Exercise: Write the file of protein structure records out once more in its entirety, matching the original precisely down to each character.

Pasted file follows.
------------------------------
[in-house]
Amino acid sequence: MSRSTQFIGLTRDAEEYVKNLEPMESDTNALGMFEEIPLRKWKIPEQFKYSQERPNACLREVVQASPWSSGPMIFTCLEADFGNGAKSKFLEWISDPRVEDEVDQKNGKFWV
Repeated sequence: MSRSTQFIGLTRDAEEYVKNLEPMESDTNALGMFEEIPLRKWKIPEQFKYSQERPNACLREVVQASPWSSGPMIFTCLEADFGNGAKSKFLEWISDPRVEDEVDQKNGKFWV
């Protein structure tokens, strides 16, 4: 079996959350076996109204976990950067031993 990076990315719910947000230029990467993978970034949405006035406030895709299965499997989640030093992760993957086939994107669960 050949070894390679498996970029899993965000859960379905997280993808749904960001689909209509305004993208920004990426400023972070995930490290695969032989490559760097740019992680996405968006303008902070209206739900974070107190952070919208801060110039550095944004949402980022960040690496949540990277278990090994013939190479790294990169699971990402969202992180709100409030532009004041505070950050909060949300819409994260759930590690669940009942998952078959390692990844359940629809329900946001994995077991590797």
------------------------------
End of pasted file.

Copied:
[in-house]
Amino acid sequence: MSRSTQFIGLTRDAEEYVKNLEPMESDTNALGMFEEIPLRKWKIPEQFKYSQERPNACLREVVQASPWSSGPMIFTCLEADFGNGAKSKFLEWISDPRVEDEVDQKNGKFWV
Repeated sequence: MSRSTQFIGLTRDAEEYVKNLEPMESDTNALGMFEEIPLRKWKIPEQFKYSQERPNACLREVVQASPWSSGPMIFTCLEADFGNGAKSKFLEWISDPRVEDEVDQKNGKFWV
């Protein structure tokens, strides 16, 4: 079996959350076996109204976990950067031993 990076990315719910947000230029990467993978970034949405006035406030895709299965499997989640030093992760993957086939994107669960 050949070894390679498996970029899993965000859960379905997280993808749904960001689909209509305004993208920004990426400023972070995930490290695969032989490559760097740019992680996405968006303008902070209206739900974070107190952070919208801060110039550095944004949402980022960040690496949540990277278990090994013939190479790294990169699971990402969202992180709100409030532009004041505070950050909060949300819409994260759930590690669940009942998952078959390692990844359940629809329900946001994995077991590797």